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Biofouling: Ocean Acidification Changes Make A Difference

A new study of marine organisms that make up the 'biofouling community' - tiny creatures that attach...

2,500 Women Could Benefit From Mitochondrial Donation In The UK

Almost 2,500 women of child-bearing age in the UK are at risk of transmitting mitochondrial disease...

Old People: The Demographic It's Still Okay To Negatively Stereotype

The most comprehensive analysis to date of research on the effect of negative stereotypes on older...

'Healthy' Fat Tissue Could Be Key To Reversing Type 2 Diabetes

Preventing inflammation in obese fat tissue may hold the key to preventing or even reversing type...

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A new study in the Journal of Marriage and Family found that serial cohabiters are less likely than single-instance cohabiting unions to result in marriage and, if serial cohabiters do marry, divorce rates are very high.

Daniel T. Lichter of Cornell University and Zhenchao of Ohio State University used data from the National Longitudinal Survey of Youth to track the experiences of serial cohabiters, or women who have cohabited with more than one partner.  
Fenfluramine, the appetite suppressant drug banned in the US in 1997 due to fears over its links to heart conditions, has been shown to have serious long-term effects. In a report published today in BMC Medicine, researchers have shown that people who stopped using fenfluramine eleven years ago had damaged heart valves up to seven years later.
Dark matter is believed to account for 85 per cent of the Universe’s mass but has never been detected.   Scientists inferred its existence from gravitational effects of objects in space more than 75 years ago and it has become quite prominent in physics, for something that's never been seen or verified.

The international Virgo Consortium  say they can change that and have used a massive computer simulation showing the evolution of a galaxy like the Milky Way to “see” gamma-rays given off by dark matter.  They say their findings, published in Nature, could help NASA’s Fermi Telescope in its search for the dark matter and open a new chapter in our understanding of the Universe.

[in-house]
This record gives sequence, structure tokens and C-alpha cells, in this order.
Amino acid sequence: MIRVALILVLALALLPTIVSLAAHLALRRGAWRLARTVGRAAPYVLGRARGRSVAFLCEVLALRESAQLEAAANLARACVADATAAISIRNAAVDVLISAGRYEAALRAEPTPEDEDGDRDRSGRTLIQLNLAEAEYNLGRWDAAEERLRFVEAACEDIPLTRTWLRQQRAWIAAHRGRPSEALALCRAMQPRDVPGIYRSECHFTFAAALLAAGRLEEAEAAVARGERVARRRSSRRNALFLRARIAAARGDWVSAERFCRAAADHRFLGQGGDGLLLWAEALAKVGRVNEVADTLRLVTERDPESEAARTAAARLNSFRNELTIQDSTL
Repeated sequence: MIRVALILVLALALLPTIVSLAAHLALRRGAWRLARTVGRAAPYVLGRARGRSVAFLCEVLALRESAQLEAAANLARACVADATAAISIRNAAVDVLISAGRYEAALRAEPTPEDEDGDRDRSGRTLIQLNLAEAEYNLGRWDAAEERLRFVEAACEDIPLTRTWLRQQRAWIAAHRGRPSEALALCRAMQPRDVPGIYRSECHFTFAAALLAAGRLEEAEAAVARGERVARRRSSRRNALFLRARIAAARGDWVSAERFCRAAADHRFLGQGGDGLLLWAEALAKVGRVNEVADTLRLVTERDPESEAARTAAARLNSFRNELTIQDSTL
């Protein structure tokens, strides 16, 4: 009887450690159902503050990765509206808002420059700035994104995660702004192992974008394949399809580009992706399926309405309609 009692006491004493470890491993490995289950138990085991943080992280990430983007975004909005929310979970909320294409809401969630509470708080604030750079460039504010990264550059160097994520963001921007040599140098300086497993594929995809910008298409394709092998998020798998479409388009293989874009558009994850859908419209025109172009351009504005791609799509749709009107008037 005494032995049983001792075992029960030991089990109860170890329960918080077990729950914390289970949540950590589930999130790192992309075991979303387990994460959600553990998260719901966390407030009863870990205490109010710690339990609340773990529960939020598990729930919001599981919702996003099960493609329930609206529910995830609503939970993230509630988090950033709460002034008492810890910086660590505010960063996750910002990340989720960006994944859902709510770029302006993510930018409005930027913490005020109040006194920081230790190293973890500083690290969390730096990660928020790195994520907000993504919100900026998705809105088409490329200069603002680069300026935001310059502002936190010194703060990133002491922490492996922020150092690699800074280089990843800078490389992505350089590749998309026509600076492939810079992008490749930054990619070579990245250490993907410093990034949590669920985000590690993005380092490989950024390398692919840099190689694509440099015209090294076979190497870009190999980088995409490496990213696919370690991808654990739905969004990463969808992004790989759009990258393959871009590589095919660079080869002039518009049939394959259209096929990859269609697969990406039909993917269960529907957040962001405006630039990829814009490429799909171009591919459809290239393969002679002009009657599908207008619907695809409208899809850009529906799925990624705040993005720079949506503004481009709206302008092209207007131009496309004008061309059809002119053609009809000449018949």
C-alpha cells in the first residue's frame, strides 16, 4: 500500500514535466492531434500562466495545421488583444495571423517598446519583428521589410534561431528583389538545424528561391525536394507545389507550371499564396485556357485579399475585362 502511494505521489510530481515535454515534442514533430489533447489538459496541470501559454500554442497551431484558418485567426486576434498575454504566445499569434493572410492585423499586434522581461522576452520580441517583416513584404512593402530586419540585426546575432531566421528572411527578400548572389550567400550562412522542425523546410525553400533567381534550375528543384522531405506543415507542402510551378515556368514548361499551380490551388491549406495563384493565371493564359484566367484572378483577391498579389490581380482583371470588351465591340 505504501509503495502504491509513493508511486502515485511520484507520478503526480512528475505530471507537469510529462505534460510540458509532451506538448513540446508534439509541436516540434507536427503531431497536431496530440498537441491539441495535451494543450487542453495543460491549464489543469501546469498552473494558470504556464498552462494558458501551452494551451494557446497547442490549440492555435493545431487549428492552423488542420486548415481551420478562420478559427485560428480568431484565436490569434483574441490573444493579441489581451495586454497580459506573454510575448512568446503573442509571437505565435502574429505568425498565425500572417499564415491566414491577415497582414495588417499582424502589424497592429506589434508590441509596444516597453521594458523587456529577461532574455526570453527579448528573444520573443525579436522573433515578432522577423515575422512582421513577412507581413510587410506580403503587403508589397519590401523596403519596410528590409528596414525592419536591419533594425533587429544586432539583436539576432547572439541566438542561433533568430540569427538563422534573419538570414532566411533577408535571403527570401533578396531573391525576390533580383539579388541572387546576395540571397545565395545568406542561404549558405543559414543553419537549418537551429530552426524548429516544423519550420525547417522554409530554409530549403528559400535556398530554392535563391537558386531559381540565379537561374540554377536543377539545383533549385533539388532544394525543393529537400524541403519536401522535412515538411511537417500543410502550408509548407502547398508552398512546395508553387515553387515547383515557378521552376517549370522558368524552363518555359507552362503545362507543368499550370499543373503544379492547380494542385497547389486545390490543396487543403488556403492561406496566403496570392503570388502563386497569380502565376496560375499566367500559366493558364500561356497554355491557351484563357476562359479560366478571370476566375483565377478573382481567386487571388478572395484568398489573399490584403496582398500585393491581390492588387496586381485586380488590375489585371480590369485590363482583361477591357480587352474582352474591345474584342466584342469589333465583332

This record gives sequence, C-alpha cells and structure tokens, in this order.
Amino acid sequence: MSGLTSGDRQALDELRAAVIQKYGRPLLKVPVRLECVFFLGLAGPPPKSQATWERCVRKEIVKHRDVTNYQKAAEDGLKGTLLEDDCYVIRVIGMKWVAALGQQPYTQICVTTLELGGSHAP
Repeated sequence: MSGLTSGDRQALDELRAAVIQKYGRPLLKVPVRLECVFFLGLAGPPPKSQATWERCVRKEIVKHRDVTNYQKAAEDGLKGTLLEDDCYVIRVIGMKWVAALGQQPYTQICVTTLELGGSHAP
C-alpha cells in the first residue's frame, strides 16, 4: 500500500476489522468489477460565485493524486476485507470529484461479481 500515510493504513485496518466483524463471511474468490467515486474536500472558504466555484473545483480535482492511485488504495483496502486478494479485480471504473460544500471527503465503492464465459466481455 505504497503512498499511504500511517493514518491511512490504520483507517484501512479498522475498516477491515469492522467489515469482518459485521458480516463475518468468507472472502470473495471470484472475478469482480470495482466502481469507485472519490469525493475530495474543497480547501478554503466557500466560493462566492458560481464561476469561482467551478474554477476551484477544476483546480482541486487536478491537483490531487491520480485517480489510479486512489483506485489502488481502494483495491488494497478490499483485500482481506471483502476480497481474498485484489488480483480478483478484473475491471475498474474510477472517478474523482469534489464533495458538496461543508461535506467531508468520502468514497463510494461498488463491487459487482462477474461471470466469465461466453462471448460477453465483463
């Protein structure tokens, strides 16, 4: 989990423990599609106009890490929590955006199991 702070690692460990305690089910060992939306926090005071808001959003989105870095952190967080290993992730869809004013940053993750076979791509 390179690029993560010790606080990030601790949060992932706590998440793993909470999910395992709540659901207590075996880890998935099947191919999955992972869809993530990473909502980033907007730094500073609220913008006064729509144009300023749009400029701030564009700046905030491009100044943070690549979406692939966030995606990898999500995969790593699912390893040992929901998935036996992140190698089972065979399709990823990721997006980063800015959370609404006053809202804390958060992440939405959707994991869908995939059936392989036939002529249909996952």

MIT engineers have outfitted cells with tiny “backpacks” that could allow them to deliver chemotherapy agents, diagnose tumors or become building blocks for tissue engineering. Michael Rubner, director of MIT’s Center for Materials Science and Engineering and senior author of a paper on the work that appeared online in Nano Letters on Nov. 5, said he believes this is the first time anyone has attached such a synthetic patch to a cell. 

The polymer backpacks allow researchers to use cells to ferry tiny cargoes and manipulate their movements using magnetic fields. Since each patch covers only a small portion of the cell surface, it does not interfere with the cell’s normal functions or prevent it from interacting with the external environment. 
A new study published in the journal of Minerva Cardioangiologica says that Pycnogenol, pine bark extract from the French maritime pine tree, reduces jetlag in passengers by nearly 50 percent. The two-part study, consisting of a brain CT scan and a scoring system, showed Pycnogenol lowered symptoms of jetlag such as fatigue, headaches, insomnia and brain edema (swelling) in both healthy individuals and hypertensive patients. Passengers also experienced minimal lower leg edema, a common condition associated with long flights. 
Research by the University of Warwick shows how death gave birth to the modern cult of celebrity as the sudden rise in the popularity of obituaries of unusual people in the 1700s provided people with the 18th Century equivalent of a celebrity gossip magazine.